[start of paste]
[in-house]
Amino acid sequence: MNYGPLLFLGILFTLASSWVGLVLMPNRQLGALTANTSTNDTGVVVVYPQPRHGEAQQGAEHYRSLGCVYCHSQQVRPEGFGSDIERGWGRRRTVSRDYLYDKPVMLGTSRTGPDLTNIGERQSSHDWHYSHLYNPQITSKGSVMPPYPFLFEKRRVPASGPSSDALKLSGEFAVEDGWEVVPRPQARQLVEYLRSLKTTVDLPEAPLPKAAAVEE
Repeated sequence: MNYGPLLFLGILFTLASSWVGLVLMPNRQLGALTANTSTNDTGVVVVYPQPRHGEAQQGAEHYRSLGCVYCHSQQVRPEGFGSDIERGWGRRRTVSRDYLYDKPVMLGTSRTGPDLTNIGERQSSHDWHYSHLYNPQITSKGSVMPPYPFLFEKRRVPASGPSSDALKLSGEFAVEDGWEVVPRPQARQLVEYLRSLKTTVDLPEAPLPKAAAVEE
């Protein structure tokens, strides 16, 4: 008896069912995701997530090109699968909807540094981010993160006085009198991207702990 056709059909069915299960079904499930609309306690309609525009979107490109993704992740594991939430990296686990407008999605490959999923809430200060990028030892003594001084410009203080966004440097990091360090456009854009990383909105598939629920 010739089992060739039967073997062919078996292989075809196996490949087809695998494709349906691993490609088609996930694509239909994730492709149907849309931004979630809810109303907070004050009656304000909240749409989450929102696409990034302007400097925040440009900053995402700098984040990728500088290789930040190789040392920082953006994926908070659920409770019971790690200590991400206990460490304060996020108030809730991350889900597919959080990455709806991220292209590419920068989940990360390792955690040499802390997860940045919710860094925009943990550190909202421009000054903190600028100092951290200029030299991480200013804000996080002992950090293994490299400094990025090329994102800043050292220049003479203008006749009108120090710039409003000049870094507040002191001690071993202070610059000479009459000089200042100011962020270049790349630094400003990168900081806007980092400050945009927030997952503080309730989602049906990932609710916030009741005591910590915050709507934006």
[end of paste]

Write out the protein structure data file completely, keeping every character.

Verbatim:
[in-house]
Amino acid sequence: MNYGPLLFLGILFTLASSWVGLVLMPNRQLGALTANTSTNDTGVVVVYPQPRHGEAQQGAEHYRSLGCVYCHSQQVRPEGFGSDIERGWGRRRTVSRDYLYDKPVMLGTSRTGPDLTNIGERQSSHDWHYSHLYNPQITSKGSVMPPYPFLFEKRRVPASGPSSDALKLSGEFAVEDGWEVVPRPQARQLVEYLRSLKTTVDLPEAPLPKAAAVEE
Repeated sequence: MNYGPLLFLGILFTLASSWVGLVLMPNRQLGALTANTSTNDTGVVVVYPQPRHGEAQQGAEHYRSLGCVYCHSQQVRPEGFGSDIERGWGRRRTVSRDYLYDKPVMLGTSRTGPDLTNIGERQSSHDWHYSHLYNPQITSKGSVMPPYPFLFEKRRVPASGPSSDALKLSGEFAVEDGWEVVPRPQARQLVEYLRSLKTTVDLPEAPLPKAAAVEE
């Protein structure tokens, strides 16, 4: 008896069912995701997530090109699968909807540094981010993160006085009198991207702990 056709059909069915299960079904499930609309306690309609525009979107490109993704992740594991939430990296686990407008999605490959999923809430200060990028030892003594001084410009203080966004440097990091360090456009854009990383909105598939629920 010739089992060739039967073997062919078996292989075809196996490949087809695998494709349906691993490609088609996930694509239909994730492709149907849309931004979630809810109303907070004050009656304000909240749409989450929102696409990034302007400097925040440009900053995402700098984040990728500088290789930040190789040392920082953006994926908070659920409770019971790690200590991400206990460490304060996020108030809730991350889900597919959080990455709806991220292209590419920068989940990360390792955690040499802390997860940045919710860094925009943990550190909202421009000054903190600028100092951290200029030299991480200013804000996080002992950090293994490299400094990025090329994102800043050292220049003479203008006749009108120090710039409003000049870094507040002191001690071993202070610059000479009459000089200042100011962020270049790349630094400003990168900081806007980092400050945009927030997952503080309730989602049906990932609710916030009741005591910590915050709507934006």